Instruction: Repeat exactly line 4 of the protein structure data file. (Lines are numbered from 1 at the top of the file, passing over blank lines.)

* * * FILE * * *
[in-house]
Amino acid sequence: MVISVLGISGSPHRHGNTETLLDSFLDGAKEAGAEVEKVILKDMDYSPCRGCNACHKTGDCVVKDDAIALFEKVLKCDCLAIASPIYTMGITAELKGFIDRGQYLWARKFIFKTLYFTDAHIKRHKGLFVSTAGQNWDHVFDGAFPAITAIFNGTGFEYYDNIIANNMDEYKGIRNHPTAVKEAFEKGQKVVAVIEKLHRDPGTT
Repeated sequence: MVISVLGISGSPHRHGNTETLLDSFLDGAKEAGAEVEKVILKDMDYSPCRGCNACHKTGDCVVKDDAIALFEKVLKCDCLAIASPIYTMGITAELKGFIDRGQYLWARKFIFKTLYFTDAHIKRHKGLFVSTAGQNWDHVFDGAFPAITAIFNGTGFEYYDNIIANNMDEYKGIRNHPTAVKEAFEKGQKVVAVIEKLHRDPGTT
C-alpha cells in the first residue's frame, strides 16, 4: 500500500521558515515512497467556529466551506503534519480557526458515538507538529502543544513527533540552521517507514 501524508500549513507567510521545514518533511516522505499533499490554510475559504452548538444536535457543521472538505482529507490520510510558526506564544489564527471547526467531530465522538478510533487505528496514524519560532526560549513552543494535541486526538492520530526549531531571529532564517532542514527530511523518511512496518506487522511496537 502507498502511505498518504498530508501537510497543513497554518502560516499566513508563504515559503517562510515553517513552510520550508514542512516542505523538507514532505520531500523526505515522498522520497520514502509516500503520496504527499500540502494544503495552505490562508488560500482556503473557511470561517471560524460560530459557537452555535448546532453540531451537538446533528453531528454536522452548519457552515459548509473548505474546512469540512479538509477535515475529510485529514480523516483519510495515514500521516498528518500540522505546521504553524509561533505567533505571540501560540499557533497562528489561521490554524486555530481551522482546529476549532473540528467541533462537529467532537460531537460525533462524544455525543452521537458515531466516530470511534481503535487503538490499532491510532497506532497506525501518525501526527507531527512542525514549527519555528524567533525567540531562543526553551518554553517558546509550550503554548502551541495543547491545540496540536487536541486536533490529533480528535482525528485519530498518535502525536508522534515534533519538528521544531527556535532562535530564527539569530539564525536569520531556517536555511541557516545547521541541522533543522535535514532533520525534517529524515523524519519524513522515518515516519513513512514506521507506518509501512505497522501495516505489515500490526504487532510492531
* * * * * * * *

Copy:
C-alpha cells in the first residue's frame, strides 16, 4: 500500500521558515515512497467556529466551506503534519480557526458515538507538529502543544513527533540552521517507514 501524508500549513507567510521545514518533511516522505499533499490554510475559504452548538444536535457543521472538505482529507490520510510558526506564544489564527471547526467531530465522538478510533487505528496514524519560532526560549513552543494535541486526538492520530526549531531571529532564517532542514527530511523518511512496518506487522511496537 502507498502511505498518504498530508501537510497543513497554518502560516499566513508563504515559503517562510515553517513552510520550508514542512516542505523538507514532505520531500523526505515522498522520497520514502509516500503520496504527499500540502494544503495552505490562508488560500482556503473557511470561517471560524460560530459557537452555535448546532453540531451537538446533528453531528454536522452548519457552515459548509473548505474546512469540512479538509477535515475529510485529514480523516483519510495515514500521516498528518500540522505546521504553524509561533505567533505571540501560540499557533497562528489561521490554524486555530481551522482546529476549532473540528467541533462537529467532537460531537460525533462524544455525543452521537458515531466516530470511534481503535487503538490499532491510532497506532497506525501518525501526527507531527512542525514549527519555528524567533525567540531562543526553551518554553517558546509550550503554548502551541495543547491545540496540536487536541486536533490529533480528535482525528485519530498518535502525536508522534515534533519538528521544531527556535532562535530564527539569530539564525536569520531556517536555511541557516545547521541541522533543522535535514532533520525534517529524515523524519519524513522515518515516519513513512514506521507506518509501512505497522501495516505489515500490526504487532510492531